Johnston added, “I hope every member of Congress supports this simple legislation that protects gun owners while they travel.”

Original cosponsors of the bill include Congressman Brian Babin (TX-36), Congressman Steve Watkins (KS-02), Congressman Steve King (IA-04), Congressman Matt Gaetz (FL-01), Congressman Bradley Byrne (AL-01), Congressman Greg Gianforte (MT-AL), Congressman Jeff Duncan (SC-03), Congressman Ted Yoho (FL-03), Congressman Paul Gosar (AZ-04), Congressman Doug Lamborn (CO-05), Congressman Jody Hice (GA-10), Congressman Ralph Norman (SC-05) and Congressman Doug LaMalfa (CA-01).

Follow Kyle on Twitter @RealKyleMorris and Facebook.

4 hours ago

Auburn University announces A-Day kickoff time, ticket sales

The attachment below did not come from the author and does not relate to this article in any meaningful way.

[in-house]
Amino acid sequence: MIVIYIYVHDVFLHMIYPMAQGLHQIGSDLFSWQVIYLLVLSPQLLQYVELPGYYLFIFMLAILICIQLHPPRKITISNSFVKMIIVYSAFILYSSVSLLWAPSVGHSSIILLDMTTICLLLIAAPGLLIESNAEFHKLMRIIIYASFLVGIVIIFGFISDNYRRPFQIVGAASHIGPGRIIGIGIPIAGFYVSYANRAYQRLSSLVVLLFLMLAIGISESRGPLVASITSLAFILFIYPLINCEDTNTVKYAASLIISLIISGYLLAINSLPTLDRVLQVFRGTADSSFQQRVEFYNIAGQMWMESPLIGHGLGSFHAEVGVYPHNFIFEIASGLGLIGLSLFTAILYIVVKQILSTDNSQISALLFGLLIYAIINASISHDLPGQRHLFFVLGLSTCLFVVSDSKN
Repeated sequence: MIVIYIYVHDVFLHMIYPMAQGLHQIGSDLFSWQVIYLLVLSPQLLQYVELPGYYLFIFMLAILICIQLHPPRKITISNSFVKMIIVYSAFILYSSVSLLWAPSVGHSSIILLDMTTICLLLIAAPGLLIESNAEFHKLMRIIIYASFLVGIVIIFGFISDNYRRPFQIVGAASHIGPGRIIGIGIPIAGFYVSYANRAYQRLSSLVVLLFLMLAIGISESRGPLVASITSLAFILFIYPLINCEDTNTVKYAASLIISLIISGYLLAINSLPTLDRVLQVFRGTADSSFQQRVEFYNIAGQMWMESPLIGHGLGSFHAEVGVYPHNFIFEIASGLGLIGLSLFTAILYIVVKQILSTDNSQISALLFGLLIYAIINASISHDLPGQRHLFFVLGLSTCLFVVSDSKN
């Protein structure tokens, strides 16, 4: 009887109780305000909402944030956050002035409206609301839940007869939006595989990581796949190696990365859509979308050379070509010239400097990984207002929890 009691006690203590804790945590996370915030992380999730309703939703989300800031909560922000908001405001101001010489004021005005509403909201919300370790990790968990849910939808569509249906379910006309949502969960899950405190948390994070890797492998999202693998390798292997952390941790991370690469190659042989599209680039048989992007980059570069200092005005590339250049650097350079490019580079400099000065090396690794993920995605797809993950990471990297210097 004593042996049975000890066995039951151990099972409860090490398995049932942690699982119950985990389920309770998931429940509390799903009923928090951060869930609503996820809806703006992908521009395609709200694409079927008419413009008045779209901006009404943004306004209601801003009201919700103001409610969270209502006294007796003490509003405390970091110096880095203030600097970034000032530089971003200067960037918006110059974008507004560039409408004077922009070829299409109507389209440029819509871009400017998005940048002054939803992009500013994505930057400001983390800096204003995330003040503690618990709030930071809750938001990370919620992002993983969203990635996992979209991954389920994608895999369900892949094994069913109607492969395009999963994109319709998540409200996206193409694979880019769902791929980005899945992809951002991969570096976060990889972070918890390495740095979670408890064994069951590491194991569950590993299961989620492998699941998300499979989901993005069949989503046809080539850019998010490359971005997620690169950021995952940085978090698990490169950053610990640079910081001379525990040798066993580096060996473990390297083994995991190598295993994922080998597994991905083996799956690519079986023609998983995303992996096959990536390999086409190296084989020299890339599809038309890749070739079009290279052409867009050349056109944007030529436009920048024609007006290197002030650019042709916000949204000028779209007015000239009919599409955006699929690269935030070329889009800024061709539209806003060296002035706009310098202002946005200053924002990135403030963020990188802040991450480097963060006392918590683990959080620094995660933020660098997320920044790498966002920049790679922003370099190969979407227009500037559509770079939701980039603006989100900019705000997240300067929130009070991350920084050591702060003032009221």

Auburn University announced Thursday that its popular A-Day game, presented by Golden Flake, will kick-off at 1:00 p.m. CST at Jordan-Hare Stadium on April 11.

Tickets for the annual spring football game are on sale now through the Auburn Ticket Office for $5 to the general public and free for AU students who have an Auburn Ignited Card.

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Tickets for the event can be purchased here or in-person at the Auburn Ticket Office located at Auburn Arena from 8:00 a.m. – 4:30 p.m.

A press release for the event said a pre-game “Auburn Legends” flag football game will be held in Jordan-Hare Stadium with participating players being announced at a later date. A post-game autograph session will also be held after A-Day. Fans will be limited to one item per person.

A-Day Weekend will also feature the softball and men’s tennis teams competing at home. The softball team will host Ole Miss at Jane B. Moore Field on Friday, April 10 at 5:00 p.m. and on Saturday, April 11 at 4:00 p.m. In addition to the other events occurring, the Auburn men’s tennis team will host Arkansas on Friday, April 10 at 2:00 p.m. at the Yarbrough Tennis Center.